Watson (Deadly Sweet, 1994, etc.) serves up a nicely packed if sentimental and ultimately melodramatic teenage romp-turned-violent in an Eisenhower-era Florida town.
Here are all the elements of a classic southern horror tale: bored and sex-mad teenagers; early rock-’n’-roll music on car radios; moonshine; and a mean-eyed, laconic sheriff. With his Japanese mother in an insane asylum back in Omaha and his WWII-veteran father unable to care for him, 12-year-old Travis is spending the summer with his Grandma and Grandpa Hollister (Grandpa is also the sheriff) and their savvy, hot-footed 16-year-old daughter, Delia, in Widow Rock, Florida. Despite Travis’s youth, he gets hip to the local mores fast and falls hard for his aunt Delia, whose elusive Natalie Wood beauty and dishy secrets prove the unraveling of several of the local boys. Delia introduces Travis to cruising in her Chevy, skinny-dipping, and the fatal lure of rock’-n’-roll, and he becomes “Killer,” after Jerry Lee Lewis, a name he’ll grow into in a horrifying manner over the summer: The is the summer Travis will become a man by having to protect Delia from herself. Watson’s meticulous, insouciant first-person narrative gains suspense by minuscule degrees, so that what starts as a sweet-tempered parody of a James Dean movie—the local greaser reads The Subterraneans, the kids talk about “dreamboats” and being “cool,” and the big black cook, named Marvadell, is always crying “Humph!” in the kitchen—gradually turns sordid and sharp. Watson toys with southern stereotypes and nostalgia for the days of jukebox music, soda fountains, red Oldsmobiles, and The Creature from the Black Lagoon<\I>; and while Travis’s desperately wrong-headed attempts to save Delia pull the story down into a grisly modern psychotherapy, the tale nonetheless provides some delicious page-turning.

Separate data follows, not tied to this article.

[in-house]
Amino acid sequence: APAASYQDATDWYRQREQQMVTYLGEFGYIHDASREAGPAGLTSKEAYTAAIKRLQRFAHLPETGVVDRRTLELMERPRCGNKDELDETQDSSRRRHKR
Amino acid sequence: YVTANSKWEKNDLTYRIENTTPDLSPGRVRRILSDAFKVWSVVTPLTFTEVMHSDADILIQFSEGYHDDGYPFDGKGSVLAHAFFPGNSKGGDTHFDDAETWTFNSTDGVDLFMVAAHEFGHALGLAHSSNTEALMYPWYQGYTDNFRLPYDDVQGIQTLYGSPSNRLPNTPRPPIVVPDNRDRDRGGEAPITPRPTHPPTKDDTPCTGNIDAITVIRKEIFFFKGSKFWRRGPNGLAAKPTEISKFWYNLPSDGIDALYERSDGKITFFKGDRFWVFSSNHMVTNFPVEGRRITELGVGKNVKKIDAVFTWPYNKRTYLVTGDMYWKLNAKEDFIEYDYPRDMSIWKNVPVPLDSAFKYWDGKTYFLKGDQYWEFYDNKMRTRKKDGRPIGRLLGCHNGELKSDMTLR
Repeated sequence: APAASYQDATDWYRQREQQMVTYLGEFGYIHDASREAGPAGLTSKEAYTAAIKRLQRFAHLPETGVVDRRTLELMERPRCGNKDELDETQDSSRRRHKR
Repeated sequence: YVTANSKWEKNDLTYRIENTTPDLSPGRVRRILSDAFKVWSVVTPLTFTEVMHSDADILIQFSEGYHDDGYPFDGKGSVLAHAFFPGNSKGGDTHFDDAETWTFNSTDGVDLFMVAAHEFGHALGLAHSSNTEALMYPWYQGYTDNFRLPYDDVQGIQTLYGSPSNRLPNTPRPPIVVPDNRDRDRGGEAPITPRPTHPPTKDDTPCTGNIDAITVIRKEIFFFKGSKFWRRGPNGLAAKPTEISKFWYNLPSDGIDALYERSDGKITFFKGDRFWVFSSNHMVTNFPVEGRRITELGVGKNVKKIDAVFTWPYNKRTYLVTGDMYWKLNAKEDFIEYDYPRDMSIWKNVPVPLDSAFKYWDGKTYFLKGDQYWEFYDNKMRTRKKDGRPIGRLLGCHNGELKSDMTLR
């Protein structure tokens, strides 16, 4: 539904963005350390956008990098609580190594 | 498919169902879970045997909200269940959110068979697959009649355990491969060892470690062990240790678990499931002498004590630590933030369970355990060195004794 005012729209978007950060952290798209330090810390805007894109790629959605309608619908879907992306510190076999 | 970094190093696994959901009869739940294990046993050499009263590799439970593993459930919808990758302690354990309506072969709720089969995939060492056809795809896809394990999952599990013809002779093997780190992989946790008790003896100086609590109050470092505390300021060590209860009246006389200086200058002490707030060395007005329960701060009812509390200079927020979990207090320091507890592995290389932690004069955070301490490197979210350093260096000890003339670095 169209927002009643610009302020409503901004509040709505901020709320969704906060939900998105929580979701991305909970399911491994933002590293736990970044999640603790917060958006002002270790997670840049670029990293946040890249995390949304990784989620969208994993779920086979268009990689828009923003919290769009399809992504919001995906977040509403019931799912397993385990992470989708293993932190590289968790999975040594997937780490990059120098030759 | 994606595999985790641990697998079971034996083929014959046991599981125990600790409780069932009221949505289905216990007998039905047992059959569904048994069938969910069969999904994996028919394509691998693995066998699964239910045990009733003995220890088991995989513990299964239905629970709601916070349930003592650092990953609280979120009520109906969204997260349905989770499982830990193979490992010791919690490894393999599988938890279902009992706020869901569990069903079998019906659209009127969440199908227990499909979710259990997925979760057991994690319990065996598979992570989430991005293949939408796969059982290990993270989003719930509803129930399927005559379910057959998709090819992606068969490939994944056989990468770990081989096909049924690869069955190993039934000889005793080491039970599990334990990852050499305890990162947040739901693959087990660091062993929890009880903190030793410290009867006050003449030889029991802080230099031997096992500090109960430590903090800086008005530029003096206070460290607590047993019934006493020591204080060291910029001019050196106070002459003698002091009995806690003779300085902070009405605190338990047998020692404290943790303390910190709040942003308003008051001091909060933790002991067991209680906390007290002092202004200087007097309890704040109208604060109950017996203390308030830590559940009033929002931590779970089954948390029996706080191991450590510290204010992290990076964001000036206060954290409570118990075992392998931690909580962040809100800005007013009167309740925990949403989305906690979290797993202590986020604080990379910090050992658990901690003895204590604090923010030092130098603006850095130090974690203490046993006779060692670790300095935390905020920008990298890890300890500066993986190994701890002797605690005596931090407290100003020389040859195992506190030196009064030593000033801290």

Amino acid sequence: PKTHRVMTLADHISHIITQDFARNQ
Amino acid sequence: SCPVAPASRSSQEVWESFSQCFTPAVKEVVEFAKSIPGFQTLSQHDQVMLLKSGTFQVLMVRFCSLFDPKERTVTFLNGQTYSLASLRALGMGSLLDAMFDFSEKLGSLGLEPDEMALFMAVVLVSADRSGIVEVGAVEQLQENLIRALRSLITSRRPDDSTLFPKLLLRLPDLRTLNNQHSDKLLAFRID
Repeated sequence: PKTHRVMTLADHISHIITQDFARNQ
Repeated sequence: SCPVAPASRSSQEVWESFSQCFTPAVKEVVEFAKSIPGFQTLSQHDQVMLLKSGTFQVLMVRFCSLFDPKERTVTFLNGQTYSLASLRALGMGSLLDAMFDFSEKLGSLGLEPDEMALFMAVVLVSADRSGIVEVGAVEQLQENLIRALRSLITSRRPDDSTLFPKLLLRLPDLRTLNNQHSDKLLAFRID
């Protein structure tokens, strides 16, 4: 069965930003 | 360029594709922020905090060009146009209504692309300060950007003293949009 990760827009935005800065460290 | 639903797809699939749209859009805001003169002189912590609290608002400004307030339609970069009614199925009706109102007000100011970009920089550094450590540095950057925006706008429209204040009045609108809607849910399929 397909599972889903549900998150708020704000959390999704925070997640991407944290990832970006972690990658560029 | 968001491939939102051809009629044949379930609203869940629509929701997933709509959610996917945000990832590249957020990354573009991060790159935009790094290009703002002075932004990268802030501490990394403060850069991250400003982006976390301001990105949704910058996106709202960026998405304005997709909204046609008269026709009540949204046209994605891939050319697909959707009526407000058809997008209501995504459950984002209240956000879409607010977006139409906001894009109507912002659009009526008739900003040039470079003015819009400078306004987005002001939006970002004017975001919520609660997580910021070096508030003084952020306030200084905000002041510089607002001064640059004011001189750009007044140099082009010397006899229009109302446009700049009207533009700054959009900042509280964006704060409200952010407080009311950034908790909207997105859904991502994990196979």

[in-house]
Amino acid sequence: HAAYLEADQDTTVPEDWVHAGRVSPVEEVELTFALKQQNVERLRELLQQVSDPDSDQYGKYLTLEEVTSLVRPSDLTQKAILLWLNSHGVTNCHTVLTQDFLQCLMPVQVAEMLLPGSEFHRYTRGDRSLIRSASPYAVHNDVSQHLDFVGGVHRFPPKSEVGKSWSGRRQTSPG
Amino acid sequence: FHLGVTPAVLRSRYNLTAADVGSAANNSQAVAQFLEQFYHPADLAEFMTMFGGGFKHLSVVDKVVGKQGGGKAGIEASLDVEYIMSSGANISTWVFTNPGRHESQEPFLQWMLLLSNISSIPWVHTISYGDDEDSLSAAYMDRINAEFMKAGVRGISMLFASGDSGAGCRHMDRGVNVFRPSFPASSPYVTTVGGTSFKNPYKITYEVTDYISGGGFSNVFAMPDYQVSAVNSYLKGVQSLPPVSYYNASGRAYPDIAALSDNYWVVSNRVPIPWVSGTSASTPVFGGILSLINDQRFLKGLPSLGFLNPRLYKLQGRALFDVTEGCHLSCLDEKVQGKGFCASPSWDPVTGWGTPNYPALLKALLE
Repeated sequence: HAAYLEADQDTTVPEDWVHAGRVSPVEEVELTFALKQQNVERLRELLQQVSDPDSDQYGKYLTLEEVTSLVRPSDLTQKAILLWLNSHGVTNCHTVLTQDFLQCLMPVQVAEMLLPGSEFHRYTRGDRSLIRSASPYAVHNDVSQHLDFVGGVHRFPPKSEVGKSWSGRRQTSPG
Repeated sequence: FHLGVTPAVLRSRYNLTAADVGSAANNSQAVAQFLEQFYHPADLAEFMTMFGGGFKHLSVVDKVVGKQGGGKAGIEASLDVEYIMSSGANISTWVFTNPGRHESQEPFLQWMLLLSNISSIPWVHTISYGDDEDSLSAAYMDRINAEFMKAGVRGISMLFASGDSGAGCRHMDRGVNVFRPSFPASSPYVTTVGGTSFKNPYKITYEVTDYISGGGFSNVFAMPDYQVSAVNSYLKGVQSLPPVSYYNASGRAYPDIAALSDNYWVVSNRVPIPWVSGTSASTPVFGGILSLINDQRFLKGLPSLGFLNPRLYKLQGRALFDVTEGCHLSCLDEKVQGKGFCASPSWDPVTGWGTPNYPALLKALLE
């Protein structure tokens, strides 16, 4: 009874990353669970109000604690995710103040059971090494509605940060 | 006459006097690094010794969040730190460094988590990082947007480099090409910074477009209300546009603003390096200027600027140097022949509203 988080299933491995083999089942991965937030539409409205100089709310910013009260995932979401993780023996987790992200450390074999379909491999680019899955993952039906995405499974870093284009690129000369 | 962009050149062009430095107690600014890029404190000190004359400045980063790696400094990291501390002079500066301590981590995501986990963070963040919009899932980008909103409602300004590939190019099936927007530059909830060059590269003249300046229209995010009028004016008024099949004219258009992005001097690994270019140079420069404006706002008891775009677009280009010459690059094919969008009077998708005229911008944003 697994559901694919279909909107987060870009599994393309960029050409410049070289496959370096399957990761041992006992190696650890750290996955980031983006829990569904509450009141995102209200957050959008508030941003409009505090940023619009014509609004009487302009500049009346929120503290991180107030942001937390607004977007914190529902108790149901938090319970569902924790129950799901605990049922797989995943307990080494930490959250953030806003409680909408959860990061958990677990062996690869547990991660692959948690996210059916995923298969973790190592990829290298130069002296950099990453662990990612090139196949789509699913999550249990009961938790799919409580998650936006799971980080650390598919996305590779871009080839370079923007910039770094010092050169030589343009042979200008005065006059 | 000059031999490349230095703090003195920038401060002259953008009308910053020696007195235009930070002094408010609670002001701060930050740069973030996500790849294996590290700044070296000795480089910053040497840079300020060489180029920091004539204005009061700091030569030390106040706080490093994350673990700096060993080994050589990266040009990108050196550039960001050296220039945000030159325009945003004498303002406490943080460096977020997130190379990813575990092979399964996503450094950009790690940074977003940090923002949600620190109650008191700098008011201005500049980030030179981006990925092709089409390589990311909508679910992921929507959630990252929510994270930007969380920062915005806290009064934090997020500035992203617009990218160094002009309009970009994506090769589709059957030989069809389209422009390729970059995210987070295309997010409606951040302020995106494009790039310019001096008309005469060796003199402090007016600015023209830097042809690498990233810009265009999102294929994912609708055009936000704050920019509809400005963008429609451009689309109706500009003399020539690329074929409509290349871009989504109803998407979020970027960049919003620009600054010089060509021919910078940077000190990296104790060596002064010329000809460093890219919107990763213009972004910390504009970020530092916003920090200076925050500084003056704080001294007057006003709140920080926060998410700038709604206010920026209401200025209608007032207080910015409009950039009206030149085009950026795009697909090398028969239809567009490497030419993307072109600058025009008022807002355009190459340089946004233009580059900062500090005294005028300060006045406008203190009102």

A southern boy’s fantasy of coming of age under the guidance of his languorous older aunt could make this a sneaky sleeper.